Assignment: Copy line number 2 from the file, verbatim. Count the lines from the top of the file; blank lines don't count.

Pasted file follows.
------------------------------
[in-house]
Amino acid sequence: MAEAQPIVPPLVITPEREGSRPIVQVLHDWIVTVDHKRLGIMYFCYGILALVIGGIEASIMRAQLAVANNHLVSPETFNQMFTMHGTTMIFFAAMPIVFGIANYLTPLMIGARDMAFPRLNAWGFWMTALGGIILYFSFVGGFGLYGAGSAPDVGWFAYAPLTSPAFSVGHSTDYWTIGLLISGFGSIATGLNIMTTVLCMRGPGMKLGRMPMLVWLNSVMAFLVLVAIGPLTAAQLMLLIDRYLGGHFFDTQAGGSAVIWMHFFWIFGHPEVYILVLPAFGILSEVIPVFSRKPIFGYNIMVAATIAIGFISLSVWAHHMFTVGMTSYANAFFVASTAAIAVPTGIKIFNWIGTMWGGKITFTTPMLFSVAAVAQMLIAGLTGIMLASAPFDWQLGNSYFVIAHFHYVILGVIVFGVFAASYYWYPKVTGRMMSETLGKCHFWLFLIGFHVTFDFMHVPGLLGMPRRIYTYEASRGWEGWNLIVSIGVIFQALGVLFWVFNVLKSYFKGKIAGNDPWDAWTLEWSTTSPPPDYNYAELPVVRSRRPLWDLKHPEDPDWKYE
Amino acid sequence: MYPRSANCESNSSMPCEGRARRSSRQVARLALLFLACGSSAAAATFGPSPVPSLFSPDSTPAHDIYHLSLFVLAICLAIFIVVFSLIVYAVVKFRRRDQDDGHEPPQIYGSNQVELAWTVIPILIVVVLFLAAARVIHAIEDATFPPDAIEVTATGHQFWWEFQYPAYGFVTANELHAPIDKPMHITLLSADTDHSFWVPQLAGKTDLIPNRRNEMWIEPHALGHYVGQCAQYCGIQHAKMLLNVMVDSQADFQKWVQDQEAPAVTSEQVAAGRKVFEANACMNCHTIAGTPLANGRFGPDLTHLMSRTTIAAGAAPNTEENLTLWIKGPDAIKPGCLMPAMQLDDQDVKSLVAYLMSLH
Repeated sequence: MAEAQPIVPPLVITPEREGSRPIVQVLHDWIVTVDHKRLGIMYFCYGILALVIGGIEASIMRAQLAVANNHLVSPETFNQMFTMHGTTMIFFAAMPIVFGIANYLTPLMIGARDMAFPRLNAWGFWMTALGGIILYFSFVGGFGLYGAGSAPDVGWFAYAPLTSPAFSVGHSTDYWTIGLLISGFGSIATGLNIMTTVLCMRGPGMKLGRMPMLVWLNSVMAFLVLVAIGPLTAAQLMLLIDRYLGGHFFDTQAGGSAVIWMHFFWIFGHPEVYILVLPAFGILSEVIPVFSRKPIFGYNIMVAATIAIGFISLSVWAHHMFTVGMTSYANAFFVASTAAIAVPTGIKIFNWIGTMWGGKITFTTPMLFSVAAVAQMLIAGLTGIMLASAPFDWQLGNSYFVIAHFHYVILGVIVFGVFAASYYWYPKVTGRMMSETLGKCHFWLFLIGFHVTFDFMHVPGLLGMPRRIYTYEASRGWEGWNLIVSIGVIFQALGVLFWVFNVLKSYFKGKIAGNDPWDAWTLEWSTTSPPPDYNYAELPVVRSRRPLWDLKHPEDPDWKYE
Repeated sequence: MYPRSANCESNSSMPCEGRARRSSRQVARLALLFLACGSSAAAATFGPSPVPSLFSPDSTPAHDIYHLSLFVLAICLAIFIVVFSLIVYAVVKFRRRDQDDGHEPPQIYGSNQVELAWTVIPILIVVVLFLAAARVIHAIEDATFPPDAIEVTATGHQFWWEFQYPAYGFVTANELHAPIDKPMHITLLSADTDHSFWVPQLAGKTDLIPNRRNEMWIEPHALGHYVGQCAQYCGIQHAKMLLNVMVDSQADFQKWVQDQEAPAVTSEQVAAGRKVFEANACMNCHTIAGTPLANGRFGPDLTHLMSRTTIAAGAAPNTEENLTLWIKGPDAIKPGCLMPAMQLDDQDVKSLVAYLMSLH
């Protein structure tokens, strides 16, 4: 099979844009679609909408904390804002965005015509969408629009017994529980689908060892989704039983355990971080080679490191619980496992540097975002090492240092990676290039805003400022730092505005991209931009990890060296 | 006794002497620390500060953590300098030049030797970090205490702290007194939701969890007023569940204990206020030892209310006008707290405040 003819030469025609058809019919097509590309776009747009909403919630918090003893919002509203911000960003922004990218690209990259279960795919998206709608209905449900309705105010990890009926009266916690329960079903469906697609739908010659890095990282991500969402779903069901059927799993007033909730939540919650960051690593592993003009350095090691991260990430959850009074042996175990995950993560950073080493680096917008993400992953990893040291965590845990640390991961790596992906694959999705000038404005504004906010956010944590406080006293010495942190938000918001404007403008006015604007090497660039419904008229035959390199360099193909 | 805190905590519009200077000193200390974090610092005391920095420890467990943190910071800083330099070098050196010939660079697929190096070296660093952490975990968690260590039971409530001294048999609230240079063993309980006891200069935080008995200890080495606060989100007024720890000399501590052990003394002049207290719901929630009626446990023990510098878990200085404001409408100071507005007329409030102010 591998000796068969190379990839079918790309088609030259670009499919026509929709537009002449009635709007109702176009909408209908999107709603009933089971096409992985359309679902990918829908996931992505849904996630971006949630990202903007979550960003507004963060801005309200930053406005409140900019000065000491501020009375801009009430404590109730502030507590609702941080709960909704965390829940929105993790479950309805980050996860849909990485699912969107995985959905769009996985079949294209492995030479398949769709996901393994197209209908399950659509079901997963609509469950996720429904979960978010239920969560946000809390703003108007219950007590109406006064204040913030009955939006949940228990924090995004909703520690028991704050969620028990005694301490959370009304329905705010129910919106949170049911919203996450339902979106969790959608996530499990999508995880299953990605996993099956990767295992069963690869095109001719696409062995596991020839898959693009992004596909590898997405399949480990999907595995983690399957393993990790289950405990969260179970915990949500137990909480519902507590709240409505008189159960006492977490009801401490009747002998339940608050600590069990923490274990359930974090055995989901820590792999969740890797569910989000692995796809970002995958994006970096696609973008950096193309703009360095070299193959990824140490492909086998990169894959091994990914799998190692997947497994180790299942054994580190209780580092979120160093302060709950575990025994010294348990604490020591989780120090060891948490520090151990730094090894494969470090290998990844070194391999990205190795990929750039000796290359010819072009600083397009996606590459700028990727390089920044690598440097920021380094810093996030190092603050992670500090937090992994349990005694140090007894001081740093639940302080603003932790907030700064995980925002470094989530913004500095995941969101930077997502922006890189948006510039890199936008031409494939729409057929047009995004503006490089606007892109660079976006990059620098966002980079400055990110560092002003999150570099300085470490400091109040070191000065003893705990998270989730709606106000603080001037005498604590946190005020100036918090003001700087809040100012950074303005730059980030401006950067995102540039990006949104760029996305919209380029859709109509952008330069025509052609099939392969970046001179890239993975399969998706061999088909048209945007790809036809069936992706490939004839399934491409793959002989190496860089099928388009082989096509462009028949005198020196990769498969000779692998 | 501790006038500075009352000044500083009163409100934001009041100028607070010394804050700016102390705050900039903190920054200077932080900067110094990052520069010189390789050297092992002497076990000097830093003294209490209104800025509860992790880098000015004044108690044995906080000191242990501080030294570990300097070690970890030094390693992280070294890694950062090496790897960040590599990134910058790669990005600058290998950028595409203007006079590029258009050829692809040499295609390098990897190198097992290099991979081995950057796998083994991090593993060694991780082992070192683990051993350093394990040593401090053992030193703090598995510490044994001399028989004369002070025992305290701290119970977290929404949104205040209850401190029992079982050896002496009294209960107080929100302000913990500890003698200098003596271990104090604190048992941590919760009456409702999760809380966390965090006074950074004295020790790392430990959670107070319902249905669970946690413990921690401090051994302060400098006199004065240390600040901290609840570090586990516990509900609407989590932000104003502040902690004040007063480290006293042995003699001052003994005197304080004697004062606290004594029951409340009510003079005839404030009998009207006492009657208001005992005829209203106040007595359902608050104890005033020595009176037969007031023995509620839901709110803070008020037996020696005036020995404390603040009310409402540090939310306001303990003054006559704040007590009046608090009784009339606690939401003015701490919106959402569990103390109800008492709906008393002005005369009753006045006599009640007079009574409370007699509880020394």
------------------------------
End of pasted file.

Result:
Amino acid sequence: MAEAQPIVPPLVITPEREGSRPIVQVLHDWIVTVDHKRLGIMYFCYGILALVIGGIEASIMRAQLAVANNHLVSPETFNQMFTMHGTTMIFFAAMPIVFGIANYLTPLMIGARDMAFPRLNAWGFWMTALGGIILYFSFVGGFGLYGAGSAPDVGWFAYAPLTSPAFSVGHSTDYWTIGLLISGFGSIATGLNIMTTVLCMRGPGMKLGRMPMLVWLNSVMAFLVLVAIGPLTAAQLMLLIDRYLGGHFFDTQAGGSAVIWMHFFWIFGHPEVYILVLPAFGILSEVIPVFSRKPIFGYNIMVAATIAIGFISLSVWAHHMFTVGMTSYANAFFVASTAAIAVPTGIKIFNWIGTMWGGKITFTTPMLFSVAAVAQMLIAGLTGIMLASAPFDWQLGNSYFVIAHFHYVILGVIVFGVFAASYYWYPKVTGRMMSETLGKCHFWLFLIGFHVTFDFMHVPGLLGMPRRIYTYEASRGWEGWNLIVSIGVIFQALGVLFWVFNVLKSYFKGKIAGNDPWDAWTLEWSTTSPPPDYNYAELPVVRSRRPLWDLKHPEDPDWKYE